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Committee on Native American Relations

Joe Watkins

At the 60th annual SAA meetings in Minneapolis, the Task Force on Native American/SAA Relations presented its report to the Executive Board. The Executive Board recognized that a single report could not sufficiently address the range of concerns of many Native American groups, and also that the work started by the task force should not be considered complete. Consequently, the Executive Board established the task force as an advisory committee.



The task force on Native American/SAA Relations had its inception at the Society's 55th Annual Meeting in Las Vegas, Nevada. President Jeremy Sabloff charged the task force to advise the society on how to make a programmatic beginning in bettering its communications and working relationships with Native American communities. President Sabloff asked Roger Anyon to chair the task force, and Anyon contacted individuals who were interested in its objectives. By October 31, 1990, the task force was complete, with Roger Anyon (chair), and members Allan Bramlette, Sarah Campbell, June Noelani Cleghorn, Linda Ellanna, Patrick Garrow, Andrea Hunter, Robert Kelly, Rick Knecht, Kevin McBride, and Joe Watkins.

Anyon's letter of appointment to the task force asked each member to outline his or her ideas on the following: (1) major issues in the relationship between Native Americans and archaeologists, (2) issues that need to be resolved, (3) how the task force should solicit input from tribal groups, and (4) possible funding sources for a conference.

In September 1992, the task force was reorganized with Joe Watkins (chair), Robert Kelly (vice-chair), and Roger Anyon as the task force liaison to the Executive Board. The remaining members were Allan Bramlette, Kurt Dongoske, Craig Gerlach, Patrick Garrow, Andrea Hunter, and Rick Knecht. Each member was asked to define a single issue affecting the relationship between Native Americans and SAA, and to examine that issue in detail. This allowed the task force to focus on specific issues rather than deal only in generalities.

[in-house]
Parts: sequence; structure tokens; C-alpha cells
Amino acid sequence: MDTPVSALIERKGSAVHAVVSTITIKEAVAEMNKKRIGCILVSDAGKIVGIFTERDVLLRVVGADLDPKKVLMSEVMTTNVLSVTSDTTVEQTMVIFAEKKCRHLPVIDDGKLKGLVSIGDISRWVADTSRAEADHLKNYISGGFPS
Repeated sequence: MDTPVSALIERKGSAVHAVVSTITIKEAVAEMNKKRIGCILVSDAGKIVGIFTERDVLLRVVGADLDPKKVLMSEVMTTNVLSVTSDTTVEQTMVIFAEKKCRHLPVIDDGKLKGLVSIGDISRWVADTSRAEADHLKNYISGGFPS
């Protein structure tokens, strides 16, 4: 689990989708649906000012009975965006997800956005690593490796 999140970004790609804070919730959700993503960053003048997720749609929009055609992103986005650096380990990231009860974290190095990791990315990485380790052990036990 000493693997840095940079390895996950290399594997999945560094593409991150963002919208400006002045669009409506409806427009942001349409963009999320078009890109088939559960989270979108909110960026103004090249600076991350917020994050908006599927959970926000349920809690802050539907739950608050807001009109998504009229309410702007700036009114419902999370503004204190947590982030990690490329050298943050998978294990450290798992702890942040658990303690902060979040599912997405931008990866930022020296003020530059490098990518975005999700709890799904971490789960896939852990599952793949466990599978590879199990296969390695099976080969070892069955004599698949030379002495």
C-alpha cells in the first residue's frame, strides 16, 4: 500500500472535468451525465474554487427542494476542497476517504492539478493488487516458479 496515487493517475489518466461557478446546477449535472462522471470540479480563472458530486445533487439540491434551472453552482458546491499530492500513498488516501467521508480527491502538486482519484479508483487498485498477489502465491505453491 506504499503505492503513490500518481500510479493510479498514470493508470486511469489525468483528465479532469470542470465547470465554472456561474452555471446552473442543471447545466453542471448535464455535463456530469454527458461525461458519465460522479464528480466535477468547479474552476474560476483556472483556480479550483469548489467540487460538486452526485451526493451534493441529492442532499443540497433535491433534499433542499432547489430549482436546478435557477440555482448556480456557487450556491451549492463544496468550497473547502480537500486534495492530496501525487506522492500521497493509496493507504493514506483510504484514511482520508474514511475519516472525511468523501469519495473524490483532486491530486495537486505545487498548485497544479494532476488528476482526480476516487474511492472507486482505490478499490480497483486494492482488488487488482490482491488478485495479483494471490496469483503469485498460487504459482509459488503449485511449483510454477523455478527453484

At the same time, the task force worked to develop a questionnaire to poll the SAA membership about issues and relationships with Native American groups. Various drafts circulated through the task force, with a "final" draft submitted to the SAA Executive Director's office for review in December 1994. Unfortunately, our request for a review to the proposed questionnaire occurred just as the SAA began a comprehensive revision of its procedures and guidelines for involving the SAA membership in studies, including the methods of data collection, the ownership of data, use of the results, the types of research undertaken, and so forth. The new procedures are only now being formalized. Because of the uncertain time frame for reviewing the questionnaire, we decided to postpone the project until the new procedures are in place.

As a result of the task force's work, we were able to identify several issues concerning Native American and SAA relations and to provide the following recommendations.

Issues and Recommendations


* Continuing relationships between Native Americans and the Society for American Archaeology


* Establish a committee with regional representation

The task force recommended the formation of a Committee on Native American Relations to monitor Native American issues so that SAA can be an active organization rather than a reactive one. The committee will also provide a liaison with other SAA committees regarding Native American issues, as well as work to encourage Native American involvement in SAA to the greatest extent possible. It also recommended that the committee reflect regional and national representation and that Native Americans who are not professional anthropologists be included as committee members.